Handle Historical Date in Java
As a Java programmer, you might have used Java Calendar class for thousands of times. Most likely you have a good knowledge on how to handle modern dates, but this blog will provide you more insights on how to use GregorianCalendar class to handle historical dates.
Before jump into technical details, we need some basic knowledge on Julian calendar and Gregorian calendar first. The Julian calendar, which is introduced by Julius Caesar in 46 BC, took effect in 45 BC. It divides one year into 12 months, and the length of each month is shown in the table below:
|Month||Number of days|
|February||28 (leap years: 29)|
Unfortunately, leap year error was introduced after the adoption of Julian Calendar: the leap day was added every three years instead of four, and the error lasted for 36 years. As a result, 12 leap days were inserted instead of 9. Augustus corrected the error by skipping leap day in the following 12 years, and then started to insert leap day every 4 years in the correct way. It was a chaotic period and we do not know how the leap days were applied in the first 36 years. Scholars have had different ideas on how the leap days were inserted before 8 AD, and you can refer to Leap Year Error for the schemes proposed by scholars.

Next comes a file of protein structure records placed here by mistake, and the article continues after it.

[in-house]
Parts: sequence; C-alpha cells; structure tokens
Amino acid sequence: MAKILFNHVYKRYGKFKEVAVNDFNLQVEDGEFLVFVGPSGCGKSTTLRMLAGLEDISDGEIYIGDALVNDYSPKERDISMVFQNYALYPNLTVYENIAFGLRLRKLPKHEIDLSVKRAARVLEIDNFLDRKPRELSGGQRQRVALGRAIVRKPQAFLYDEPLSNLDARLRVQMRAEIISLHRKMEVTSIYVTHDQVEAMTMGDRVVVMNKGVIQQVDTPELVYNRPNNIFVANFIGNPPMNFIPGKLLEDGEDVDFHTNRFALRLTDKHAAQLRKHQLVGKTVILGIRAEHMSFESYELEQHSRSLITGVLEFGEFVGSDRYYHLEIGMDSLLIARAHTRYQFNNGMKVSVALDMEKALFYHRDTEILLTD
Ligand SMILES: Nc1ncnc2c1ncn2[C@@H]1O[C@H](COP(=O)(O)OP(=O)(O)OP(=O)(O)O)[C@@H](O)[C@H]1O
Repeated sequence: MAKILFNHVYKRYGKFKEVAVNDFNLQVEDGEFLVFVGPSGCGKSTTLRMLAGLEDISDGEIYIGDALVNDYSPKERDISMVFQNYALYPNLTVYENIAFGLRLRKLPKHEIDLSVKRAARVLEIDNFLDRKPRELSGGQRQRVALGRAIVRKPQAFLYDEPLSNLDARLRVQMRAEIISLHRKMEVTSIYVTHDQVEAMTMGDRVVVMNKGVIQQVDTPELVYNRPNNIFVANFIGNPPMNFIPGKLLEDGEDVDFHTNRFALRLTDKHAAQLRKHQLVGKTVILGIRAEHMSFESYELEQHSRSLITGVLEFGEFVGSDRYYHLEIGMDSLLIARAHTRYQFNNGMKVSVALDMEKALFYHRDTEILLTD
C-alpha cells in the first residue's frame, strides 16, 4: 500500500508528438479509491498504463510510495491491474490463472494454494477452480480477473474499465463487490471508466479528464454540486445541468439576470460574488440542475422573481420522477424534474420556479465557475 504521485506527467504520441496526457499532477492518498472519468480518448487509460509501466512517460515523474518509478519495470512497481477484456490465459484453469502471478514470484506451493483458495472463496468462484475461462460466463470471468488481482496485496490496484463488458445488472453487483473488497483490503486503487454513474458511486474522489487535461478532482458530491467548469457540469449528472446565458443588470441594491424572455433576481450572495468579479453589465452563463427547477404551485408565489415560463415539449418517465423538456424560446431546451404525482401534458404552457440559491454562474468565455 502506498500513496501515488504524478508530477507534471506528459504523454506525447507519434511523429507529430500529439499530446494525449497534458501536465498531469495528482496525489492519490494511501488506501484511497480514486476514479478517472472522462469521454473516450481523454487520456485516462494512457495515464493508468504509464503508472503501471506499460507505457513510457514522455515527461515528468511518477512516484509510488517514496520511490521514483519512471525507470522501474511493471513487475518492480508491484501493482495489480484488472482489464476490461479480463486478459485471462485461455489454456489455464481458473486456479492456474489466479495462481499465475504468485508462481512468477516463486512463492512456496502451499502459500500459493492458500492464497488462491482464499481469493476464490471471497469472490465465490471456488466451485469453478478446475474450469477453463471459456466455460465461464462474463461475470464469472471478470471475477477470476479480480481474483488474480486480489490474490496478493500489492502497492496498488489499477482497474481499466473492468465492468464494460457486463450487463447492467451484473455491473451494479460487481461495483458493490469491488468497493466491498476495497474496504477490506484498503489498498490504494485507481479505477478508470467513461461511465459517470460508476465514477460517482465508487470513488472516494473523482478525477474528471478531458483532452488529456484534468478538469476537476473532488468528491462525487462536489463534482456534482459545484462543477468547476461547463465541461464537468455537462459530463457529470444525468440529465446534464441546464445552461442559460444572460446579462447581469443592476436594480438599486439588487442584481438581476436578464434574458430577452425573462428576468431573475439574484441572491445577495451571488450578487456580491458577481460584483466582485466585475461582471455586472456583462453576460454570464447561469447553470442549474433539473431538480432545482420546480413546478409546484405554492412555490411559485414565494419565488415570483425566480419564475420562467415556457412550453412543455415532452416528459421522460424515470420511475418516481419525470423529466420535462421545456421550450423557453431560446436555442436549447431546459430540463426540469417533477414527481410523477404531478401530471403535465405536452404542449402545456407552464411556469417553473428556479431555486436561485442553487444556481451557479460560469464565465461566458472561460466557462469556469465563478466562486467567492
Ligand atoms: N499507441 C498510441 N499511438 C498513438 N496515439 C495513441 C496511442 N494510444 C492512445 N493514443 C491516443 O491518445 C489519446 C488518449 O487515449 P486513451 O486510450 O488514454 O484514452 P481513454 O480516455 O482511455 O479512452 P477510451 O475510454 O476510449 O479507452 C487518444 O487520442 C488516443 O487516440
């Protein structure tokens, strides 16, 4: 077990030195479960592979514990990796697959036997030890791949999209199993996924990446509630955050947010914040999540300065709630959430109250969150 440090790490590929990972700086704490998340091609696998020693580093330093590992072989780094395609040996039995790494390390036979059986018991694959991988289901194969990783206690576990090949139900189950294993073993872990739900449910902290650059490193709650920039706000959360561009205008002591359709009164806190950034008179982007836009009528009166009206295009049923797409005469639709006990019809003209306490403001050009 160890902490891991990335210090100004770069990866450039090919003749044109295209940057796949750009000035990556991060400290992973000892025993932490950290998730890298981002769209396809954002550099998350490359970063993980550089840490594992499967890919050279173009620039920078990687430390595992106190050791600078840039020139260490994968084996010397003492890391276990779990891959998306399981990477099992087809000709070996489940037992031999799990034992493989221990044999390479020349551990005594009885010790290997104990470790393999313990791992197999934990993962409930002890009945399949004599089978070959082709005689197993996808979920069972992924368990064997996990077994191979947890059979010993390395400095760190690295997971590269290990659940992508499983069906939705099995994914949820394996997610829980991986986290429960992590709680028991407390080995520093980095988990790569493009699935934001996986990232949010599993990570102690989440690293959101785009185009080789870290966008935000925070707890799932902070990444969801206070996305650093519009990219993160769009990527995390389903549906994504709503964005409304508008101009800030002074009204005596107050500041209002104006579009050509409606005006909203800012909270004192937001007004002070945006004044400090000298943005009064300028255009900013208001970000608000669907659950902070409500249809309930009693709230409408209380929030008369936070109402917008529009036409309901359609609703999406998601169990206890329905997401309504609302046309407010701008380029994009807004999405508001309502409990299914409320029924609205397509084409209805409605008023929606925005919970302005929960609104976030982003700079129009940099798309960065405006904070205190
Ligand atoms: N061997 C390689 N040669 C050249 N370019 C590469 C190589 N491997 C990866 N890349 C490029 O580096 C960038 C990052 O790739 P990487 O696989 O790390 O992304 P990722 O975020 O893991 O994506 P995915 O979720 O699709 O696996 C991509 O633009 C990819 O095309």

Gregorian calendar was introduced in 1582 as a refinement to Julian calendar by Pope Gregory XIII. Gregorian calendar adds leap day every year which is exactly divisible by 4, except for years that are exactly divisible by 100, but these centurial years are leap years if they are exactly divisible by 400. Moreover, as error accumulated during years, Julian calendar was ten days out of alignment in 1582. Thus, when Catholic countries adopted Gregorian calendar in 1582, Julian calendar day Thursday, 4 October 1582 was followed by the first day of the Gregorian calendar, Friday, 15 October 1582. Protestant countries, Orthodox countries and some other countries switched from Julian calendar to Gregorian calendar later, so they had different adjustment on date. For example, Britain adopted Gregorian calendar in 1752, Julian calendar day Wednesday, 2 September 1752 was followed by Thursday, 14 September 1752.
Since we have some basic knowledge on calendar history already, let's discover the Java implementation of GregorianCalendar class. GregorianCalendar class in Java is hybrid calendar that supports both the Julian and Gregorian calendar. The default starting day of Gregorian calendar in GregorianCalendar class is 15 October 1582, and you are able to change it by calling setGregorianChange method. GregorianCalendar class implements Julian calendar before the Gregorian calendar cutover. Julian calendar in GregorianCalendar class always adds leap day when year is divisible by 4 and it does not deal with leap year error before 8 AD. GregorianCalendar class can compute dates by extrapolating current rules indefinitely far backward and forward in time. However, dates obtained using GregorianCalendar class are historically accurate only from March 1, 4 AD onward due to the leap year error (it can be deducted by a simple calculation: 45BC + 36 years + 12 years = 4AD).
Here are some references if you want to explore more details: